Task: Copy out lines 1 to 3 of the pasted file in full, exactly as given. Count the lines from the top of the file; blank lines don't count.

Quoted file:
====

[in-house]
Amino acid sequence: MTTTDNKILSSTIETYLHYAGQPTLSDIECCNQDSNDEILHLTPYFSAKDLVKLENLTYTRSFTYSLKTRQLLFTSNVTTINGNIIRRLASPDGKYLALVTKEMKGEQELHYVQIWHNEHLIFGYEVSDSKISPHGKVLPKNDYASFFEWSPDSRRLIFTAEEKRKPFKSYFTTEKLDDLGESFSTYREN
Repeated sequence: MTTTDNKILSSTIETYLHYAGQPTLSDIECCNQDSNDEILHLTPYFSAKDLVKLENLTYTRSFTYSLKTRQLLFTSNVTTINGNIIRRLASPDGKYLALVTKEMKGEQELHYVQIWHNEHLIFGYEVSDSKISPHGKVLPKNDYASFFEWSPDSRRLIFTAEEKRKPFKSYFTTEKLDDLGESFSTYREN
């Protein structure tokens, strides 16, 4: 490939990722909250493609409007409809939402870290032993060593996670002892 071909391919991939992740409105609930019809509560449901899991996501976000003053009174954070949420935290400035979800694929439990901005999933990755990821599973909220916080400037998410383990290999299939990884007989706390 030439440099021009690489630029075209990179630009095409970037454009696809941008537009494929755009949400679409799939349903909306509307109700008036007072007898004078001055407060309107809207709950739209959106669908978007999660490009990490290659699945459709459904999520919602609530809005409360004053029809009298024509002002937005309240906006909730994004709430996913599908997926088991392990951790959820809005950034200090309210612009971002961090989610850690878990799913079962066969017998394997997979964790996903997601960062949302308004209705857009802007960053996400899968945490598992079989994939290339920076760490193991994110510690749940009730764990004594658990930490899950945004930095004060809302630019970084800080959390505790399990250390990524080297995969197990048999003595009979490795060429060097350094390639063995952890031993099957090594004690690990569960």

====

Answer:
[in-house]
Amino acid sequence: MTTTDNKILSSTIETYLHYAGQPTLSDIECCNQDSNDEILHLTPYFSAKDLVKLENLTYTRSFTYSLKTRQLLFTSNVTTINGNIIRRLASPDGKYLALVTKEMKGEQELHYVQIWHNEHLIFGYEVSDSKISPHGKVLPKNDYASFFEWSPDSRRLIFTAEEKRKPFKSYFTTEKLDDLGESFSTYREN
Repeated sequence: MTTTDNKILSSTIETYLHYAGQPTLSDIECCNQDSNDEILHLTPYFSAKDLVKLENLTYTRSFTYSLKTRQLLFTSNVTTINGNIIRRLASPDGKYLALVTKEMKGEQELHYVQIWHNEHLIFGYEVSDSKISPHGKVLPKNDYASFFEWSPDSRRLIFTAEEKRKPFKSYFTTEKLDDLGESFSTYREN